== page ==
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    Default Interview Questions HELP!

    A quick check in this forum and you will see that agencies are hiring again. You certainly donít want to waste any opportunities if youíre selected to participate in a testing and hiring process.

    The Number One Problem in Getting Hired!

    If you turn in an application for firefighter job there is an oral board interview in your future ó itís unavoidable. You just donít know when.
    Yet despite this certainty, when the interview invitation letter arrives, panic almost always follows. Youíre caught flat-footed.

    I frequently hear from panicked candidates who say they were blindsided by an unexpected interview. But we know this isnít true. They just didnít prepare in advance for what was likely the difference-maker in whether they made the cut or missed out on an opportunity.
    Improving poor oral board skills

    Your scores in the oral board portion are crucial in landing a position. Usually 100% of your score to get hired. So what are you doing incorrectly that is keeping you from getting hired?

    Bottom line most candidates don't do enough interviewing to get good at it. This is also true for any job interview. You've got around 20 minutes for a 25+ year career. How are you going to stun the oral board panel to convince them to give you the badge over the other candidates?

    Hereís some insight:

    ďYouíve said the oral board is the most important step in the hiring process and the step that is least prepared for. Well I can support your statement. As I watched the recording of my oral interview score for a really large city (reading upside down) I noticed 60's and 70's on the scores of those that interviewed before me. I would assume there were about 25 names on the sheet prior to mine. Rich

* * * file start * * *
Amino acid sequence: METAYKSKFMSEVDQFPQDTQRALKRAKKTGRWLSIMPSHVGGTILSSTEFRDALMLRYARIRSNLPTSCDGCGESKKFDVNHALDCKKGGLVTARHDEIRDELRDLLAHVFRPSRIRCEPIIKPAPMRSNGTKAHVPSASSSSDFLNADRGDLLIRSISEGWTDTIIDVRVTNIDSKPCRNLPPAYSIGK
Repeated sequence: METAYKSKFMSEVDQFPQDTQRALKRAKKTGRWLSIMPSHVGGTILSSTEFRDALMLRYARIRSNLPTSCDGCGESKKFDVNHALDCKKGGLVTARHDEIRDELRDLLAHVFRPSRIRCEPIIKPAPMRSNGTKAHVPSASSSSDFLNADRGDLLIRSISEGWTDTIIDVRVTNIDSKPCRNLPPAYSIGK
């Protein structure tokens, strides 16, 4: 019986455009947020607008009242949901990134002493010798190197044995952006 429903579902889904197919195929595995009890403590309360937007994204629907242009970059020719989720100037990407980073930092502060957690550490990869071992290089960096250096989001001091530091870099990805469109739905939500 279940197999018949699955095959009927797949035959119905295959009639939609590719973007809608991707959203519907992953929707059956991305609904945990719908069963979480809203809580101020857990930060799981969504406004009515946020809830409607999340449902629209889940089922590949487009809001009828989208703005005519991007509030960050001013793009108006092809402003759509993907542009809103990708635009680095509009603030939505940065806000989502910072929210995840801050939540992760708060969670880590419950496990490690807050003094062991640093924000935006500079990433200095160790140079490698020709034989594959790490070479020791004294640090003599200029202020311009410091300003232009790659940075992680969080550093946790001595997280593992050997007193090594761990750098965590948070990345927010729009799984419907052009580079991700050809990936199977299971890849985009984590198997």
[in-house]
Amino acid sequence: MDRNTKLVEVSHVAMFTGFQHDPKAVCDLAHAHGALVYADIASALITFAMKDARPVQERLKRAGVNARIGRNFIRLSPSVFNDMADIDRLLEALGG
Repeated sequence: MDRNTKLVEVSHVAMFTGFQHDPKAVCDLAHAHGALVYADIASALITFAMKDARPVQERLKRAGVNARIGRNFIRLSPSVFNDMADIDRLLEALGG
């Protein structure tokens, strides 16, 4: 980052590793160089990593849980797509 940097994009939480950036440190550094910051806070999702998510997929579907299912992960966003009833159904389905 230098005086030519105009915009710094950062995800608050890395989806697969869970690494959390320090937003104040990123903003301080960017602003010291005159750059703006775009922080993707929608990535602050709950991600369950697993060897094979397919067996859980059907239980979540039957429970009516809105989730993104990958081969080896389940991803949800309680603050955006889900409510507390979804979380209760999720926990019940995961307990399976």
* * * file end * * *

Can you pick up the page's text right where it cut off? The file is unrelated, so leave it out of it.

If youíre succeeding at the written and agility portions of the test, which are usually pass-fail, and youíre not placing high enough on the oral board, then thatís where the problem lies. Most candidates who score low on the oral attempt to go back and pack on more credentials thinking that will get them over the hump. They think that they have to finish their degree, certificates or get through academy training first before reapplying. While these are sound strategies to improving your rťsumť, they do little to improve the skills needed for the oral board.

    ďStop looking in the magnifying glass at others . . . and start looking in the mirror at yourself. Thatís where the problem is.Ē

    From Firehouse contributing author Steve Prziborowski, Battalion Chief, Santa Clara County Fire Department:.

    ďDo what you have to do be more marketable so you can take more tests and have something more to offer a department, but remember that it all comes down to that 15 to 30 minute oral interview. Iíve seen some awesome candidates with resumes packed full of accomplishments that couldnít sell themselves in an interview to even make the top 50%.Ē
    Kodiack likes this.
    _____________________________________________

    "Nothing counts 'til you have the badge . . . Nothing!"

    Fire "Captain Bob"

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    Default Thirty-Plus Basic Oral Board Questions

    I believe there are only about 30 oral board questions. Plus or minus a couple. But these 30 can be disguised into hundreds of different questions.
    Here is a simple way to break a disguised question down. Dissect the question down to its simplest term, one word, of what the question is really about. Once you have removed the disguise, you can place it in one of the 30 plus oral board questions you already have answers for. This is one of the simple tools to uncomplicate the oral board process.

    Here is the list of the "Thirty Plus Oral Board Questions":

    1. Tell us about yourself.
    2. Why do you want to be a firefighter? When did you decide on this career?
    3. What is the job of a firefighter? Are you qualified?
    4. What have you done to prepare for this position?
    5. What are you bringing to the job?
    6. Why do you want to work for this city or agency?
    7. What do you know about his city or agency?
    8. What do you like to do? What are your hobbies?
    9. What are your strengths? Weaknesses?
    10. What would your employer say about you?
    11. What are the attributes of a firefighter? What is the most important one to you?
    How Would You Handle the Following Scenarios?
    12. Drinking or drugs on the job? 13. Stealing on the job? 14. Conflict with another employee?
    15. Irate citizen? 16. An employee crisis at an emergency? 17. Sexual harassment?
    18. Racial situation? 19. Conflicting orders at an emergency? 20. An order that could place you in great danger or be morally wrong?